Balancing the Performance of Asphalt Binder Modified by Tire Rubber and Used Motor Oil
Eslam Deef-Allah1, Magdy Abdelrahman2
1Eslam Deef-Allah *, Ph.D. Student; Department of Civil, Architectural, and Environmental Engineering, Missouri University of Science & Technology.
2Magdy Abdelrahman, Missouri Asphalt Pavement Association (MAPA) Endowed Professor; Department of Civil, Architectural, and Environmental Engineering, Missouri University of Science & Technology.
Manuscript received on November 12, 2019. | Revised Manuscript received on November 25, 2019. | Manuscript published on 30 November, 2019. | PP: 5501-5508 | Volume-8 Issue-4, November 2019. | Retrieval Number: D8893118419/2019©BEIESP | DOI: 10.35940/ijrte.D8893.118419
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© The Authors. Blue Eyes Intelligence Engineering and Sciences Publication (BEIESP). This is an open access article under the CC-BY-NC-ND license (http://creativecommons.org/licenses/by-nc-nd/4.0/)
Abstract: The crumb rubber modifier (CRM) particles release polymeric fractions in the matrix of the asphalt binder, which increase the asphalt binder’s fatigue and rutting resistance. The used motor oil (UMO) compensates the asphalt binder for the low-molecular-weight components lost during the aging processes. Moreover, UMO could increase the asphalt binder’s fluidity and softness. Therefore, modification of the asphalt binder by CRM in combination with UMO could enhance the asphalt binder’s performance. In this paper, the asphalt binder was modified by CRM. Then, the UMO was added to the crumb rubber modified asphalt (CRMA). The neat asphalt, CRMA, and UMO–CRMA binders’ resistance to rutting and fatigue cracking was evaluated. Temperature sweep test was used to evaluate the neat and modified asphalt binders’ resistance to rutting and fatigue cracking by measuring |G*|/sinδ and |G*|.sinδ parameters, respectively. Linear amplitude sweep (LAS) test was used to analyze the neat and modified asphalt binders’ resistance to fatigue cracking by measuring the number of load repetitions to failure (Nf). It was found that using CRM and UMO enhanced the asphalt binder’s resistance to rutting and fatigue cracking. Therefore, UMO succeeded as a rejuvenator to balance the CRMA binder’s performance. This had occurred by creating a balance between the enhanced properties at high, intermediate, and low temperatures. Interaction temperature plays a dominant role in enhancing the asphalt binder’s performance: the enhancement in rutting and fatigue cracking parameters reached the highest values for CRMA or UMO–CRMA samples interacted at 190°C interaction temperature. At 220°C interaction temperature, these enhancements had decreased due to the devulcanization and depolymerization processes of the polymeric components released in the asphalt binder’s matrix.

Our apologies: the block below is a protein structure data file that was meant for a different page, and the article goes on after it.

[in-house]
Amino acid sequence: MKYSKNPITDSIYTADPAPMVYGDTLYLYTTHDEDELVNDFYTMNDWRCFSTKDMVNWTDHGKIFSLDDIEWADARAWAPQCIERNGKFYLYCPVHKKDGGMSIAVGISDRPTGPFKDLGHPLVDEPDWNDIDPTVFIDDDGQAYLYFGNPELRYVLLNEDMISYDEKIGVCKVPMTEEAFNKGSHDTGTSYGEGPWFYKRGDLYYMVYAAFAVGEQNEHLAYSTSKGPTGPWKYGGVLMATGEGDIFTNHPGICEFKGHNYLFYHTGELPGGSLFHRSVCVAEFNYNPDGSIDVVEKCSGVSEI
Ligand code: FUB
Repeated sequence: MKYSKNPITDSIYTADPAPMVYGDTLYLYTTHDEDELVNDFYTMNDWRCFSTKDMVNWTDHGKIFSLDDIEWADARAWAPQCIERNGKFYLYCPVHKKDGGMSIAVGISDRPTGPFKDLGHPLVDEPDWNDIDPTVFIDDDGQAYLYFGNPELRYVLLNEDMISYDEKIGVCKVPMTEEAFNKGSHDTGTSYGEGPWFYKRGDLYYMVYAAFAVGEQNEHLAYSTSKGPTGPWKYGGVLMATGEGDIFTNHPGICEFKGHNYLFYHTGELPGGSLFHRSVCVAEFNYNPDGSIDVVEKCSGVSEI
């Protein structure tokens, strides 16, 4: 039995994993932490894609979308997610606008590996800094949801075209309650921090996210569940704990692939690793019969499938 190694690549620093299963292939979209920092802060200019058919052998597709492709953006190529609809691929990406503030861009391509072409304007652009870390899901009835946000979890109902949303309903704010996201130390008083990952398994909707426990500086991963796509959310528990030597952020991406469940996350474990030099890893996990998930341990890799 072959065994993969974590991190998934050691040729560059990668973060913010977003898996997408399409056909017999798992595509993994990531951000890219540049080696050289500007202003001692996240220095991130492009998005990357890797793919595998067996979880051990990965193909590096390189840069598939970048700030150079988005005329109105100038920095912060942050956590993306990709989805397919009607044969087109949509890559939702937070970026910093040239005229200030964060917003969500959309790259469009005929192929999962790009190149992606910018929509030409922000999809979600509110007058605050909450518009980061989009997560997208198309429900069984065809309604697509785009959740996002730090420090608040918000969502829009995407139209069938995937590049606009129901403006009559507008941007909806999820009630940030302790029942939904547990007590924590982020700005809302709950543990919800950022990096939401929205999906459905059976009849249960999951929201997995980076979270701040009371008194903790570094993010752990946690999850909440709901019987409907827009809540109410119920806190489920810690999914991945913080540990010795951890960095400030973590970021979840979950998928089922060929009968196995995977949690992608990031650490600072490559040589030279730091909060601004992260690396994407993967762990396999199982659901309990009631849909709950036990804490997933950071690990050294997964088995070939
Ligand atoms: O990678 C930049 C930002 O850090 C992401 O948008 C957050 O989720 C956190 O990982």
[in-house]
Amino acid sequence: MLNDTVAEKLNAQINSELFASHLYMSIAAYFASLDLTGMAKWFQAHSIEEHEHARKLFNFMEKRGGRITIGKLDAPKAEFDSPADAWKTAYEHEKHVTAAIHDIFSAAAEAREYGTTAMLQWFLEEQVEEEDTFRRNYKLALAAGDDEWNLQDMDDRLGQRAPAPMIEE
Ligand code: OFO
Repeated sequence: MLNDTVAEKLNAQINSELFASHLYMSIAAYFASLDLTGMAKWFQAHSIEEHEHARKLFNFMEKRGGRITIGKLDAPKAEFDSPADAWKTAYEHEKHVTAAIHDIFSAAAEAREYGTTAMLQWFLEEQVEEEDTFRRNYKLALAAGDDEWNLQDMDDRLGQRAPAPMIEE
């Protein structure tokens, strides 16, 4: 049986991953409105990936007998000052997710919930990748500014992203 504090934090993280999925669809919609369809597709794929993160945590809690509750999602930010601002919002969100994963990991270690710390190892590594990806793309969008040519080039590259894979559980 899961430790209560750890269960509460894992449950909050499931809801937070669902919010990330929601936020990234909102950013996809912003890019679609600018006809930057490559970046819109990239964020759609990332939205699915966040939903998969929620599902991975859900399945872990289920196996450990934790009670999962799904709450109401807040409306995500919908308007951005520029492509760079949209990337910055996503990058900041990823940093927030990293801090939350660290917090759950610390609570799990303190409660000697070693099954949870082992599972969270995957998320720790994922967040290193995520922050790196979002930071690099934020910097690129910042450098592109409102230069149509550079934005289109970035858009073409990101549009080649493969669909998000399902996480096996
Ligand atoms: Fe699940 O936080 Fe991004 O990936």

Keywords: LAS, CRM, UMO, Fatigue and Cracking Resistance.
Scope of the Article: High Performance Computing.